The court found that clause a provided excess insurance and clause b provided primary umbrella coverage.  Clause 1 established a duty to defend in connection with the umbrella coverage.  Because the umbrella coverage was primary, the ordinary rules regarding a primary insurer’s duty to defend applied.  As such, Transport had a duty to defend with respect to umbrella coverage under clause 1 if any of the claims were potentially covered by the Transport policy and not covered by the underlying policies listed in Schedule A.

Clause a of the retained limit provision referred specifically to the underlying insurance listed in schedule A, plus the applicable limits of any other underlying insurance.  Clause b limited underlying insurance to the policies listed on Schedule A.  In the court’s mind, this raised the issue as to whether the reference to underlying insurance in clause 1 referenced only the policies listed in Schedule A, or all underlying insurance.

Clause b established an indemnity obligation relating to the umbrella coverage, while clause 1 established a defense obligation regarding that coverage.  The indemnity obligation extended to the underlying insurance listed in Schedule A.  It was reasonable for Vulcan to conclude that the claims for which clause 1 provided a defense obligation were the same claims for which clause b provided an indemnity obligation.  Vulcan reasonably expected Transport to provide a defense for all claims potentially covered by the umbrella provision.

The court held the term “underlying insurance”, as used in clause 1, was ambiguous because it reasonably could have been interpreted to mean either the insurance listed in Schedule A or all underlying insurance.  Resolving the ambiguity in favor of Vulcan (as required), the court concluded the term “underlying insurance”, as used in clause 1, encompassed only the policies listed in Schedule A.  Thus, if the scheduled underlying policies did not provide coverage, and there was a potential for coverage under the Transport policy, Transport had a duty to defend Vulcan, regardless of the availability of other underlying primary coverage.

The court rejected Transport’s argument there is a general rule that an insurer has no duty to defend until the insured has become legally obligated to pay an amount in excess of the SIR.  The impact of an SIR or retained limit on the duty to defend depends on the particular policy language.  The general rule, that an excess carrier has no duty to defend unless the underlying insurance is exhausted, should not apply to insurers who provide primary coverage with an SIR absent clear policy language so providing.  To require the exhaustion of an SIR before an insurer will have a duty to defend would be contrary to the reasonable expectations of the insured to be provided an immediate defense in connection with its primary coverage.  Any limitation on the insurer’s defense obligation must be conspicuous, plain and clear.  Clause 1 expressly stated that Transport had a duty to defend claims that were not within the coverage of the underlying insurance, but were within the coverage of the Transport policy.  The duty to indemnify with respect to the umbrella coverage was limited to amounts in excess of the $100,000 retained limit, but the policy did not provide that the duty to defend such claims was limited by the retained limit in any manner.  Absent an express limitation on the duty to defend, the court concluded the duty to defend was not so limited.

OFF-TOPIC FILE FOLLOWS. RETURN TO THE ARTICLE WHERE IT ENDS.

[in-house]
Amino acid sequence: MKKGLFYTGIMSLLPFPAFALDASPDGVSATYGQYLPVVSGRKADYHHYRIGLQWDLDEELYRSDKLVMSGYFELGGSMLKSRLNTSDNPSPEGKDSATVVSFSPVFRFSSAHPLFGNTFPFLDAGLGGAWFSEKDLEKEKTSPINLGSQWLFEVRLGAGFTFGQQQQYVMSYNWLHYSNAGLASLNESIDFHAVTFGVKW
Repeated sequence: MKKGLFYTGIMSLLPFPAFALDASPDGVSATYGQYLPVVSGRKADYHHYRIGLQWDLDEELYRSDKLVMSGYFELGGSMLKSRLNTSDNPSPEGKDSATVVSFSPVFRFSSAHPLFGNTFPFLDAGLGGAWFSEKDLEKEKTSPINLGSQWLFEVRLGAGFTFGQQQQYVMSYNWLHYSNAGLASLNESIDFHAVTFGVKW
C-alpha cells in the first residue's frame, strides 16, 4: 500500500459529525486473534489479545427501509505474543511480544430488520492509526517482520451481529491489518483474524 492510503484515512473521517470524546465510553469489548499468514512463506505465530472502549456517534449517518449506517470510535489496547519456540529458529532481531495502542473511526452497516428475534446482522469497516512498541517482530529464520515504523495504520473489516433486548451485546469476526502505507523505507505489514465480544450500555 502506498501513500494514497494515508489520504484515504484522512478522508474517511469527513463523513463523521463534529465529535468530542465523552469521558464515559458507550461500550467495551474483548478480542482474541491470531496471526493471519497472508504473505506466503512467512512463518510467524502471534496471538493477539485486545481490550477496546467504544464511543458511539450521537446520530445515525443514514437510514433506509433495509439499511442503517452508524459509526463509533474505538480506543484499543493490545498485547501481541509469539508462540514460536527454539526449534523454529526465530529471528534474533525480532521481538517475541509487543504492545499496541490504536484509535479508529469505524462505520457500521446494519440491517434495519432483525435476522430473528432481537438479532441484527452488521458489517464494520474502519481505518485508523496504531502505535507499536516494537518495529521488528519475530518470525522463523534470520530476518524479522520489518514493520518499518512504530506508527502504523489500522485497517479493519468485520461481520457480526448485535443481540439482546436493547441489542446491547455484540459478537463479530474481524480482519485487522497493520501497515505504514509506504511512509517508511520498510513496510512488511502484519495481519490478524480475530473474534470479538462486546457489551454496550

Comments and Implications

In Community Redevelopment v. Aetna (1996) 50 Cal. App. 4th 329, the court held in favor of an excess insurer on the ground it had no duty to defend until all of the primary insurance had been exhausted. The excess policy unambiguously stated that it was in excess of “any other underlying insurance.” This language included all available primary insurance, not just specifically scheduled underlying policies. Because not all primary insurance policies had been exhausted, the excess insurer’s duty to defend was never triggered.

The different result in Vulcan can be explained by the fact the Transport policy provided umbrella, as well as excess, coverage, and the court was not satisfied that the policy clearly enunciated the insurer’s duties as to the each of the coverages.